It looks like Twentieth Century Fox will be opening a new 25-acre theme park in Malaysia. The studio plans to have up to 30 film-themed attractions, including rides based on both “Rio” and “Alien.” So far, we can only guess what the $125 million overhaul of the Malaysian park (pictured above) will look like, but here are some ideas:
An “Independence Day” ride that looks like a UFO or flying saucer
“Dude, Where’s My Car?” bumper cars
A “Cast Away” water park
“Glee”- and “Moulin Rouge!”-themed stage shows
A “Die Hard” freefall drop
An “Avatar”-themed rainforest attraction
“Alvin and the Chipmunks” kiddie park
Anything related to “Star Wars” and “X-Men” would also be pretty amazing, as would something related to “The Simpsons,” but Universal Studios already has that covered. I guess we’ll just have to wait until 2016, when the park is slated to open, to see what Fox comes up with.
In the middle of snowy Germany, a former aircraft hangar serves as a sunny escape from the cold. Inside the mammoth building – which is tall enough to enclose the Statue of Liberty – is a Caribbean-influenced resort, Tropical Islands.
Besides a beach, a rainforest and a lagoon, Tropical Islands has seven spa zones inspired by various regions of the world, 13 bars and restaurants, and a golf course. There are also 200 rooms, plus an area on the beach for camping. On their website, the complex claims to be “Europe’s largest tropical holiday world.”
Located about 37 miles south of Berlin, Tropical Islands has a maximum capacity of 6,000 visitors per day. The hangar is the largest freestanding hall in the world, originally designed to protect large airships from the elements. It was purchased by the Malaysian corporation Tanjong in 2003, and officially opened its doors less than a year later.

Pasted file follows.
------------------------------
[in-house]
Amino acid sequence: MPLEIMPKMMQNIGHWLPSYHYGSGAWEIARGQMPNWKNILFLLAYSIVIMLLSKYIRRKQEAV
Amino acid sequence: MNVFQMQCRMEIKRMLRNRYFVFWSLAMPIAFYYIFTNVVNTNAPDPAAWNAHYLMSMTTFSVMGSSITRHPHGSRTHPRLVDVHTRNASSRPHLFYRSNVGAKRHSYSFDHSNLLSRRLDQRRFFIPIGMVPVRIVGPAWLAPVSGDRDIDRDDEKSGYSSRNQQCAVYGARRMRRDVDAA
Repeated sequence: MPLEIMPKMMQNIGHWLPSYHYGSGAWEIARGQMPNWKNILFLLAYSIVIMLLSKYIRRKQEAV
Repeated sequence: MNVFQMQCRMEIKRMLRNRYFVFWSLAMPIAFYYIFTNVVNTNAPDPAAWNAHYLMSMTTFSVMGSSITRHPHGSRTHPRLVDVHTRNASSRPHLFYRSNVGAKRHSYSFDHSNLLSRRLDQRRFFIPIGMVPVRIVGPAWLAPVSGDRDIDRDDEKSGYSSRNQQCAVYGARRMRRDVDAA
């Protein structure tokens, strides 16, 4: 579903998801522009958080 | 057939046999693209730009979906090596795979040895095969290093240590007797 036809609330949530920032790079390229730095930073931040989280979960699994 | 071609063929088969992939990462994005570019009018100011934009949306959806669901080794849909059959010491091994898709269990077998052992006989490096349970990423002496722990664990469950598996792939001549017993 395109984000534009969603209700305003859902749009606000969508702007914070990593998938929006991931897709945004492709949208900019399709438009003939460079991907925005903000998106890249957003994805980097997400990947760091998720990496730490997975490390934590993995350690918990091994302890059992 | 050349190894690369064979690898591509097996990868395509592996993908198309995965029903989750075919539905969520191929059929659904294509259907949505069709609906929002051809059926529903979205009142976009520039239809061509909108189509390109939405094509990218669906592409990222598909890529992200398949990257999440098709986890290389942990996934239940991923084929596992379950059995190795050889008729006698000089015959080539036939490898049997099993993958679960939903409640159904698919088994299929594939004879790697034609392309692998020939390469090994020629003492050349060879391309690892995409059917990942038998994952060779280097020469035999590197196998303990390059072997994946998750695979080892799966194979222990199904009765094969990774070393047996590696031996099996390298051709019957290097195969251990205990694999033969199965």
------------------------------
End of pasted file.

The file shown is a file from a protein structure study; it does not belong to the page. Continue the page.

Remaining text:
The flora inside Tropical Islands makes up the biggest indoor rainforest in the world. It it home to around 50,000 plants representing 600 different species, some of which are rare.
Although the resort first opened in 2004, these photographs were taken just last week and were first brought to our attention by USA Today. Click through the gallery to see more.
Editor’s note: A former version of this story mistakenly referred to the hangar as Soviet owned. Although the land was owned by the Soviet Army from 1945 until 1992, Cargolifter AG bought the former military airfield to construct airships, but the company went bankrupt in 2002.
Penang, Malaysia, is an island that reverberates with art and history. Flickr user Lauren Irons captures the vibrancy of this fascinating destination in this image of a colorful bicycle taxi set against the bright blue walls of the Cheong Fatt Tze Mansion. On her blog, Lauren describes a visit filled with Hindu festivals and Buddhist temples. “Should you find yourself in Southeast Asia in the near future,” Lauren says, “I would highly recommend a trip to this charming little island.”
In a quest to tackle 30 must-have travel experiences before they turn 30, career breakers Gerard & Kieu of GQ trippin traveled 108,371 kilometers (67,338 miles) in 312 days through 20 countries for one adventure of a lifetime.
Shooting 1,266 videos along the way, the traveling couple ended up with 11 hours of video but has reduced it and their entire year of travel to just three minutes as we see in this video.
While traveling, the couple simply gathered video, saving countless hours of editing and production for later.
“We never claim to be vloggers, which is probably why you hardly saw any videos from our travels last year,” says Gerard & Kieu on their GQ trippin website, charged with a simple mantra: See Eat Trip. “Most are short clips of random things that don’t really make sense on their own, so we didn’t bother sharing.”
A year of travel also means a lot of meals, some not so good, prompting the couple to post their Worst In Food this week.
In today’s video of the day, filmmaker James Morgan follows the people of the Bajau Laut, one of the last nomadic marine communities in the world who move between Indonesia, Malaysia, and the Philippines. These countries are part of the Coral Triangle, a roughly triangular geographic area that is called the “Amazon of the seas” because of its marine biodiversity. As you’ll see in the video, the people of the Bajau Laut spend most of their time living in boats, but their way of life is being threatened. Press “play” to find out more.